Would Cubs Trade With Dodgers For Pitching?

We’ve talked a lot about the possible free-agent signings for the Cubs this offseason. How about some trade chatter?

The Dodgers’ surplus in starting pitching could make Chris Capuano and Aaron Harang available this winter according to Ken Gurnick of MLB.com.

Neither player is a ‘perfect fit’ for the Cubs, but that shouldn’t stop Chicago from exploring trade possibilities.

Capuano and Harang are a bit long-in-the-tooth (both are in their mid 30s) but both are healthy, have manageable contracts, are coming off productive seasons and would provide an upgrade to the Cubs’ rotation.

Assuming the Dodgers have a reasonable asking price, that’s pitching worth trading for–if the Cubs are truly committed to being more competitive in 2013.

If I had to pick one over the other I’d lean towards Capuano because of his left-handedness (he’s also a year younger). But add either one with Scott Baker, who the Cubs signed on Tuesday, and Chicago suddenly has the minimal of two starters it was looking for this offseason.

That would be a good start to an offseason in which Team Theo is in hot pursuit of starting depth, most of which will come with considerable risk, like Baker, who’s recovering from Tommy John surgery.

Capuano and Harang have their drawbacks, too. But landing one of these guys gives Chicago the potential to field a competitive rotation next year, and that’s worth the cost of giving up a Carlos Marmol or a Josh Vitters to have that chance.



Filed under Cubs Blog

4 responses to “Would Cubs Trade With Dodgers For Pitching?

  1. merril

    Remind me again how valuable Marmol and Vitters are if not for trading.

  2. Believe it or not, Marmol still has some value to the Cubs because its bullpen stinks.

    But we know Carlos isn’t a long-term solution…and we also know how unreliable he is at times.

    Vitters is still too green in his development to be the Cubs’ everyday third baseman and might be another year or two away from being a regular.

    His bat could surprise us this spring, but his glove work isn’t up to par and doesn’t project to be anything more than slightly above average.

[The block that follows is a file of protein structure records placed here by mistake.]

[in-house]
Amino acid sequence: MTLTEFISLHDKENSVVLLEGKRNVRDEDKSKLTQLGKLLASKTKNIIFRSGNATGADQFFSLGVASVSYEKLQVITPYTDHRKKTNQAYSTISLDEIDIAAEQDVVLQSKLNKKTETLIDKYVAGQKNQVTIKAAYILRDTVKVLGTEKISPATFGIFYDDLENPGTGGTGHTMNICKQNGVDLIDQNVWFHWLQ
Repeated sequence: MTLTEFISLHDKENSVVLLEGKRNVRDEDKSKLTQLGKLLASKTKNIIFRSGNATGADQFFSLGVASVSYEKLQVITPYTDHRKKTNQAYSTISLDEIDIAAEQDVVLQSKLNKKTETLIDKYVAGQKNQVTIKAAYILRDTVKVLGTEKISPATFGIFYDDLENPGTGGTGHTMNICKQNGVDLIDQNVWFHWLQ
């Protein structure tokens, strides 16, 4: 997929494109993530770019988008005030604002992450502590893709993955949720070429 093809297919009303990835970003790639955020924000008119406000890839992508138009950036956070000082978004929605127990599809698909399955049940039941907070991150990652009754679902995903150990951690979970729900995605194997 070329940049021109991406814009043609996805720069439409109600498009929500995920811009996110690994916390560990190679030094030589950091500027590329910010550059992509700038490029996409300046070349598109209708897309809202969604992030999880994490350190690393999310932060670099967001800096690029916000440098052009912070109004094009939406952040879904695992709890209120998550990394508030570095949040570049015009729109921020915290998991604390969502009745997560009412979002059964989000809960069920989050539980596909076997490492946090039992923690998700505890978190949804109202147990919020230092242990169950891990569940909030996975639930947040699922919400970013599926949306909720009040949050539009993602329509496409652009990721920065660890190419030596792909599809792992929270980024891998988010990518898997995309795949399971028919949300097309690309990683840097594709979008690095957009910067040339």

The longer the Cubs have to wait to trade either player, the more their trade value declines.

    If Chicago can move either guy to better support the rebuild, I’m all for it.

  3. J-Huff

    I think if they go that route, they’ll wait and see how the free agent market unfolds. Those types of pitchers are a dime a dozen. If management has trouble convincing anyone to come to Chicago for 2013, they may have to trade for someone else’s average pitcher.

    The Scott Baker signing fascinates me. He’s one of those players who typically scores pretty well on “WAR.” It looks like it could be one of those signings based on sabermetric data and whatever computer analysis that Theo Epstein and Jed Hoyer use. If he can bounce back from TJS, $5.5 million could be a major steal.

  4. Capuano & Harang just happen to be the most visible names available at the preset time. Although, I’m obviously on record as saying I like the idea of adding Capuano if he can be had for a fair return in a trade.

    However, I do agree it’s not necessarily a move the Cubs couldn’t sit on for a few more week as the FA market unfolds…always best to have options.

    I like the Baker signing, too. He unquestionably fits the mold of the Cubs new stat-heads regime (with no disrespect intended). Mostly, I’m high on his minuscule walk rate and what Epstein described as Baker having an understanding of the importance of following a game-plan (I’m looking at you Volstad).

    I’m not overlooking the TJS, however. Sure, pitchers are returning to form better than ever these days after TJ, but it still takes time to make a full recovery and there’s little guarantee he’ll return to being the same productive pitcher he once was in Minnesota.

    But he’s exactly the low-risk, high-reward players the Cubs were targeting this offseason. Right now it appears to be a quality signing. Fingers crossed.

Your thoughts?

Fill in your details below or click an icon to log in:

WordPress.com Logo

You are commenting using your WordPress.com account. Log Out /  Change )

Google+ photo

You are commenting using your Google+ account. Log Out /  Change )

Twitter picture

You are commenting using your Twitter account. Log Out /  Change )

Facebook photo

You are commenting using your Facebook account. Log Out /  Change )


Connecting to %s